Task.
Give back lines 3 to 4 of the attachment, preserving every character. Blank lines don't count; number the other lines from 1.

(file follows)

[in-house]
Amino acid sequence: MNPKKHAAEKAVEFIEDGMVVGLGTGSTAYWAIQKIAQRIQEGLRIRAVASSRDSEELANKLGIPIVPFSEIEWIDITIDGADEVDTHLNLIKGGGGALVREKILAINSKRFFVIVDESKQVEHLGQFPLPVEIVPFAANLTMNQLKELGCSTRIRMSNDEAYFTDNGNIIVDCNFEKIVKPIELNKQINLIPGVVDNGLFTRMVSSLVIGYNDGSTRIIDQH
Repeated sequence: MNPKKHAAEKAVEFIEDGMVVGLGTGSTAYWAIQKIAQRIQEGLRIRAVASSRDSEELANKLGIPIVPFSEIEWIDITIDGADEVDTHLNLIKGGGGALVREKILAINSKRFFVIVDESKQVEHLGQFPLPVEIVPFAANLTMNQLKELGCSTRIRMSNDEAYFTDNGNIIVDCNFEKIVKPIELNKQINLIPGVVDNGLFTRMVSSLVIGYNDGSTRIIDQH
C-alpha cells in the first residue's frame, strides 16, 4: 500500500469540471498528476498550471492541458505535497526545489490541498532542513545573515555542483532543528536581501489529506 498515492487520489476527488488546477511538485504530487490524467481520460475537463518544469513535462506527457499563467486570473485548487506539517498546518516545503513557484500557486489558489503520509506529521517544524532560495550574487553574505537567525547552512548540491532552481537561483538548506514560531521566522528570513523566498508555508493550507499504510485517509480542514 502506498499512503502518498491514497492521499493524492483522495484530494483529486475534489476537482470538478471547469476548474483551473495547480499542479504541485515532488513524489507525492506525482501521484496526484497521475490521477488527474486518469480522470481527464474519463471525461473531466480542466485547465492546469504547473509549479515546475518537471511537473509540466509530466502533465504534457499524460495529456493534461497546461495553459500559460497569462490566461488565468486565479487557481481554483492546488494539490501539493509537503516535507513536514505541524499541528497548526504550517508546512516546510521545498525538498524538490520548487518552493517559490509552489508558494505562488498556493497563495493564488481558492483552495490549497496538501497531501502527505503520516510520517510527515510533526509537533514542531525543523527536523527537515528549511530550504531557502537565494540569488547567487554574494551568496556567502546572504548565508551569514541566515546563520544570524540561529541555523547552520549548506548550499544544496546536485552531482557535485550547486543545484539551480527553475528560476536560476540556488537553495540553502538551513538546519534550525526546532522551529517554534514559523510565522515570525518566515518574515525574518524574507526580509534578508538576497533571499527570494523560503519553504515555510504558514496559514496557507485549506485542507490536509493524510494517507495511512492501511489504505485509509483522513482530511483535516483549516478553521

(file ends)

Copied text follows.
Repeated sequence: MNPKKHAAEKAVEFIEDGMVVGLGTGSTAYWAIQKIAQRIQEGLRIRAVASSRDSEELANKLGIPIVPFSEIEWIDITIDGADEVDTHLNLIKGGGGALVREKILAINSKRFFVIVDESKQVEHLGQFPLPVEIVPFAANLTMNQLKELGCSTRIRMSNDEAYFTDNGNIIVDCNFEKIVKPIELNKQINLIPGVVDNGLFTRMVSSLVIGYNDGSTRIIDQH
C-alpha cells in the first residue's frame, strides 16, 4: 500500500469540471498528476498550471492541458505535497526545489490541498532542513545573515555542483532543528536581501489529506 498515492487520489476527488488546477511538485504530487490524467481520460475537463518544469513535462506527457499563467486570473485548487506539517498546518516545503513557484500557486489558489503520509506529521517544524532560495550574487553574505537567525547552512548540491532552481537561483538548506514560531521566522528570513523566498508555508493550507499504510485517509480542514 502506498499512503502518498491514497492521499493524492483522495484530494483529486475534489476537482470538478471547469476548474483551473495547480499542479504541485515532488513524489507525492506525482501521484496526484497521475490521477488527474486518469480522470481527464474519463471525461473531466480542466485547465492546469504547473509549479515546475518537471511537473509540466509530466502533465504534457499524460495529456493534461497546461495553459500559460497569462490566461488565468486565479487557481481554483492546488494539490501539493509537503516535507513536514505541524499541528497548526504550517508546512516546510521545498525538498524538490520548487518552493517559490509552489508558494505562488498556493497563495493564488481558492483552495490549497496538501497531501502527505503520516510520517510527515510533526509537533514542531525543523527536523527537515528549511530550504531557502537565494540569488547567487554574494551568496556567502546572504548565508551569514541566515546563520544570524540561529541555523547552520549548506548550499544544496546536485552531482557535485550547486543545484539551480527553475528560476536560476540556488537553495540553502538551513538546519534550525526546532522551529517554534514559523510565522515570525518566515518574515525574518524574507526580509534578508538576497533571499527570494523560503519553504515555510504558514496559514496557507485549506485542507490536509493524510494517507495511512492501511489504505485509509483522513482530511483535516483549516478553521